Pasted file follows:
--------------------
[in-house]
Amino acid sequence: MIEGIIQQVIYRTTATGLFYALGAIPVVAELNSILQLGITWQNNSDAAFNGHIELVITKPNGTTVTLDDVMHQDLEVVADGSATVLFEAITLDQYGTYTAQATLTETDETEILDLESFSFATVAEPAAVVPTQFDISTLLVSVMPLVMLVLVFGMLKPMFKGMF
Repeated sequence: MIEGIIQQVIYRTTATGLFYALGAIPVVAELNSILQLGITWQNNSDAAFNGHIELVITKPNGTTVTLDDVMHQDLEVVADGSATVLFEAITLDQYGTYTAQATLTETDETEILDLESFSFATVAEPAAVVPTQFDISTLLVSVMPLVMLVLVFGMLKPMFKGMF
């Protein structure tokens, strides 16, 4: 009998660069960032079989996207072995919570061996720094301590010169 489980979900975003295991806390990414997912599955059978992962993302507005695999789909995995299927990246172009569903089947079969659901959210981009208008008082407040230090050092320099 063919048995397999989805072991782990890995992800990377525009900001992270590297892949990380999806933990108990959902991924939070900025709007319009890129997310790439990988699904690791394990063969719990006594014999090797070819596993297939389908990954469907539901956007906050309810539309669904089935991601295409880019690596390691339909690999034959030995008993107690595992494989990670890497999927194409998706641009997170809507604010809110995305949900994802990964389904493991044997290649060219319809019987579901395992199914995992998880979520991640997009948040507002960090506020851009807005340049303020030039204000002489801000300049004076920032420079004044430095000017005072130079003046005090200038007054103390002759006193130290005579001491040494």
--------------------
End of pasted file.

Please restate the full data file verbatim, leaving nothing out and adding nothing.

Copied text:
[in-house]
Amino acid sequence: MIEGIIQQVIYRTTATGLFYALGAIPVVAELNSILQLGITWQNNSDAAFNGHIELVITKPNGTTVTLDDVMHQDLEVVADGSATVLFEAITLDQYGTYTAQATLTETDETEILDLESFSFATVAEPAAVVPTQFDISTLLVSVMPLVMLVLVFGMLKPMFKGMF
Repeated sequence: MIEGIIQQVIYRTTATGLFYALGAIPVVAELNSILQLGITWQNNSDAAFNGHIELVITKPNGTTVTLDDVMHQDLEVVADGSATVLFEAITLDQYGTYTAQATLTETDETEILDLESFSFATVAEPAAVVPTQFDISTLLVSVMPLVMLVLVFGMLKPMFKGMF
């Protein structure tokens, strides 16, 4: 009998660069960032079989996207072995919570061996720094301590010169 489980979900975003295991806390990414997912599955059978992962993302507005695999789909995995299927990246172009569903089947079969659901959210981009208008008082407040230090050092320099 063919048995397999989805072991782990890995992800990377525009900001992270590297892949990380999806933990108990959902991924939070900025709007319009890129997310790439990988699904690791394990063969719990006594014999090797070819596993297939389908990954469907539901956007906050309810539309669904089935991601295409880019690596390691339909690999034959030995008993107690595992494989990670890497999927194409998706641009997170809507604010809110995305949900994802990964389904493991044997290649060219319809019987579901395992199914995992998880979520991640997009948040507002960090506020851009807005340049303020030039204000002489801000300049004076920032420079004044430095000017005072130079003046005090200038007054103390002759006193130290005579001491040494």